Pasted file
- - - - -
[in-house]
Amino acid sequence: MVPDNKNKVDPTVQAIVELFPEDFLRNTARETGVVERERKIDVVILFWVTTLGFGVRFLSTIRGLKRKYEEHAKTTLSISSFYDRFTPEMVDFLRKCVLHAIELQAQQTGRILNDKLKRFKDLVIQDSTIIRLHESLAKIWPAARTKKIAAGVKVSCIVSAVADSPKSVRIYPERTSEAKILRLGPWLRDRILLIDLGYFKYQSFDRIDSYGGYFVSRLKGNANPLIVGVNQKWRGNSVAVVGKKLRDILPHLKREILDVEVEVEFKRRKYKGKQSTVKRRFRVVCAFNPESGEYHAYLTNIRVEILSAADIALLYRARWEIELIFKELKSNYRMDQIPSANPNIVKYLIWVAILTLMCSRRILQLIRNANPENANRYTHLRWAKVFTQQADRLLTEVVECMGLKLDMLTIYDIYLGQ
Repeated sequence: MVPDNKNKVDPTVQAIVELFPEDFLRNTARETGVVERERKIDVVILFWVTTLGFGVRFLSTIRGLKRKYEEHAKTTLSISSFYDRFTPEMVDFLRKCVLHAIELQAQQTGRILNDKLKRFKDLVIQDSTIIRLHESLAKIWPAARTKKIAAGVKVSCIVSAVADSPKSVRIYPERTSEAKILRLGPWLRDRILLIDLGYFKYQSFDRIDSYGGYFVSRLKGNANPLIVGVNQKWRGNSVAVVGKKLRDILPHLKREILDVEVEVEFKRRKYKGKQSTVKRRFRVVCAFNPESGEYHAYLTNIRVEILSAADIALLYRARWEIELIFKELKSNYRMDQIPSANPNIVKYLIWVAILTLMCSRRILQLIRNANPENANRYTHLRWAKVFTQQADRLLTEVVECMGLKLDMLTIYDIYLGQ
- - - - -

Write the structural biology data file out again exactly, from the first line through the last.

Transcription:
[in-house]
Amino acid sequence: MVPDNKNKVDPTVQAIVELFPEDFLRNTARETGVVERERKIDVVILFWVTTLGFGVRFLSTIRGLKRKYEEHAKTTLSISSFYDRFTPEMVDFLRKCVLHAIELQAQQTGRILNDKLKRFKDLVIQDSTIIRLHESLAKIWPAARTKKIAAGVKVSCIVSAVADSPKSVRIYPERTSEAKILRLGPWLRDRILLIDLGYFKYQSFDRIDSYGGYFVSRLKGNANPLIVGVNQKWRGNSVAVVGKKLRDILPHLKREILDVEVEVEFKRRKYKGKQSTVKRRFRVVCAFNPESGEYHAYLTNIRVEILSAADIALLYRARWEIELIFKELKSNYRMDQIPSANPNIVKYLIWVAILTLMCSRRILQLIRNANPENANRYTHLRWAKVFTQQADRLLTEVVECMGLKLDMLTIYDIYLGQ
Repeated sequence: MVPDNKNKVDPTVQAIVELFPEDFLRNTARETGVVERERKIDVVILFWVTTLGFGVRFLSTIRGLKRKYEEHAKTTLSISSFYDRFTPEMVDFLRKCVLHAIELQAQQTGRILNDKLKRFKDLVIQDSTIIRLHESLAKIWPAARTKKIAAGVKVSCIVSAVADSPKSVRIYPERTSEAKILRLGPWLRDRILLIDLGYFKYQSFDRIDSYGGYFVSRLKGNANPLIVGVNQKWRGNSVAVVGKKLRDILPHLKREILDVEVEVEFKRRKYKGKQSTVKRRFRVVCAFNPESGEYHAYLTNIRVEILSAADIALLYRARWEIELIFKELKSNYRMDQIPSANPNIVKYLIWVAILTLMCSRRILQLIRNANPENANRYTHLRWAKVFTQQADRLLTEVVECMGLKLDMLTIYDIYLGQ